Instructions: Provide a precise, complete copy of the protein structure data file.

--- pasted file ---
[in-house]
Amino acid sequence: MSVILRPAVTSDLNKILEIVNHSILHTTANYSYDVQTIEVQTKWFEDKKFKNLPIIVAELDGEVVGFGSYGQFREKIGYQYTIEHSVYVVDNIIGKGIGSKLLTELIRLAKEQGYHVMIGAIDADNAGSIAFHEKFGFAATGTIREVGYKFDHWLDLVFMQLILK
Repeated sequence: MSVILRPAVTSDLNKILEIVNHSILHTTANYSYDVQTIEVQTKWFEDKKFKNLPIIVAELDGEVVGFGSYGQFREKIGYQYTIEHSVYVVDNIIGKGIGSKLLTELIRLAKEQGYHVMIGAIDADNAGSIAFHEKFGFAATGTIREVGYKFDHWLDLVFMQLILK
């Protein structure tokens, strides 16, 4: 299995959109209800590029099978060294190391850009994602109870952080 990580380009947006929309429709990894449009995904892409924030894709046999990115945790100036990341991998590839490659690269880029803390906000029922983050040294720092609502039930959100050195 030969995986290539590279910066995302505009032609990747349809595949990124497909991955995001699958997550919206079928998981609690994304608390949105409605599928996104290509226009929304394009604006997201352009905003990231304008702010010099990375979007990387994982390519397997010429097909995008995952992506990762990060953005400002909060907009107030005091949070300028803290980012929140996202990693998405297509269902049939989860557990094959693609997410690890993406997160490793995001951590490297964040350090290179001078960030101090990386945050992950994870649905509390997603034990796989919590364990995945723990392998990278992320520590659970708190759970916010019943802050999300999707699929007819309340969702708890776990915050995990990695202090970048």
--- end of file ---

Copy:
[in-house]
Amino acid sequence: MSVILRPAVTSDLNKILEIVNHSILHTTANYSYDVQTIEVQTKWFEDKKFKNLPIIVAELDGEVVGFGSYGQFREKIGYQYTIEHSVYVVDNIIGKGIGSKLLTELIRLAKEQGYHVMIGAIDADNAGSIAFHEKFGFAATGTIREVGYKFDHWLDLVFMQLILK
Repeated sequence: MSVILRPAVTSDLNKILEIVNHSILHTTANYSYDVQTIEVQTKWFEDKKFKNLPIIVAELDGEVVGFGSYGQFREKIGYQYTIEHSVYVVDNIIGKGIGSKLLTELIRLAKEQGYHVMIGAIDADNAGSIAFHEKFGFAATGTIREVGYKFDHWLDLVFMQLILK
């Protein structure tokens, strides 16, 4: 299995959109209800590029099978060294190391850009994602109870952080 990580380009947006929309429709990894449009995904892409924030894709046999990115945790100036990341991998590839490659690269880029803390906000029922983050040294720092609502039930959100050195 030969995986290539590279910066995302505009032609990747349809595949990124497909991955995001699958997550919206079928998981609690994304608390949105409605599928996104290509226009929304394009604006997201352009905003990231304008702010010099990375979007990387994982390519397997010429097909995008995952992506990762990060953005400002909060907009107030005091949070300028803290980012929140996202990693998405297509269902049939989860557990094959693609997410690890993406997160490793995001951590490297964040350090290179001078960030101090990386945050992950994870649905509390997603034990796989919590364990995945723990392998990278992320520590659970708190759970916010019943802050999300999707699929007819309340969702708890776990915050995990990695202090970048």